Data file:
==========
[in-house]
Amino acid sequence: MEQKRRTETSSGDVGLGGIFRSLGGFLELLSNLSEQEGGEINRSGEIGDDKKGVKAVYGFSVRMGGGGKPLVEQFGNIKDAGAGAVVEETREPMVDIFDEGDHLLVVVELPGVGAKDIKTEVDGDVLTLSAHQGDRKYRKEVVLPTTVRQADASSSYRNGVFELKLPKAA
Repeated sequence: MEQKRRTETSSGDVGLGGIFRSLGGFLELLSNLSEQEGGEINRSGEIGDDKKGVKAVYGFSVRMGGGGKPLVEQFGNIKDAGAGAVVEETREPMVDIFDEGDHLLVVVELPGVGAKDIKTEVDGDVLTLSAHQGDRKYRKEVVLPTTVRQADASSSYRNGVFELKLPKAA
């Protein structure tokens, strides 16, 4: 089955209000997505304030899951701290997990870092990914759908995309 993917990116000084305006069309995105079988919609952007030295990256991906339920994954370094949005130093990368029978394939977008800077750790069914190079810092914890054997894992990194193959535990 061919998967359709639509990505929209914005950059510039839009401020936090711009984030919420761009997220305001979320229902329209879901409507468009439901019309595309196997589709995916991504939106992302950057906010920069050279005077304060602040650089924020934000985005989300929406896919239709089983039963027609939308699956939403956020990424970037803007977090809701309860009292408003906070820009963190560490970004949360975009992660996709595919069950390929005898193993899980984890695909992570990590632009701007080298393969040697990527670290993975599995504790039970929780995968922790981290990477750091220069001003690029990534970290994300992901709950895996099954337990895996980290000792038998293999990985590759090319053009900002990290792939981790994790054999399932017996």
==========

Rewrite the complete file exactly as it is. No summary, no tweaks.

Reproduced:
[in-house]
Amino acid sequence: MEQKRRTETSSGDVGLGGIFRSLGGFLELLSNLSEQEGGEINRSGEIGDDKKGVKAVYGFSVRMGGGGKPLVEQFGNIKDAGAGAVVEETREPMVDIFDEGDHLLVVVELPGVGAKDIKTEVDGDVLTLSAHQGDRKYRKEVVLPTTVRQADASSSYRNGVFELKLPKAA
Repeated sequence: MEQKRRTETSSGDVGLGGIFRSLGGFLELLSNLSEQEGGEINRSGEIGDDKKGVKAVYGFSVRMGGGGKPLVEQFGNIKDAGAGAVVEETREPMVDIFDEGDHLLVVVELPGVGAKDIKTEVDGDVLTLSAHQGDRKYRKEVVLPTTVRQADASSSYRNGVFELKLPKAA
């Protein structure tokens, strides 16, 4: 089955209000997505304030899951701290997990870092990914759908995309 993917990116000084305006069309995105079988919609952007030295990256991906339920994954370094949005130093990368029978394939977008800077750790069914190079810092914890054997894992990194193959535990 061919998967359709639509990505929209914005950059510039839009401020936090711009984030919420761009997220305001979320229902329209879901409507468009439901019309595309196997589709995916991504939106992302950057906010920069050279005077304060602040650089924020934000985005989300929406896919239709089983039963027609939308699956939403956020990424970037803007977090809701309860009292408003906070820009963190560490970004949360975009992660996709595919069950390929005898193993899980984890695909992570990590632009701007080298393969040697990527670290993975599995504790039970929780995968922790981290990477750091220069001003690029990534970290994300992901709950895996099954337990895996980290000792038998293999990985590759090319053009900002990290792939981790994790054999399932017996």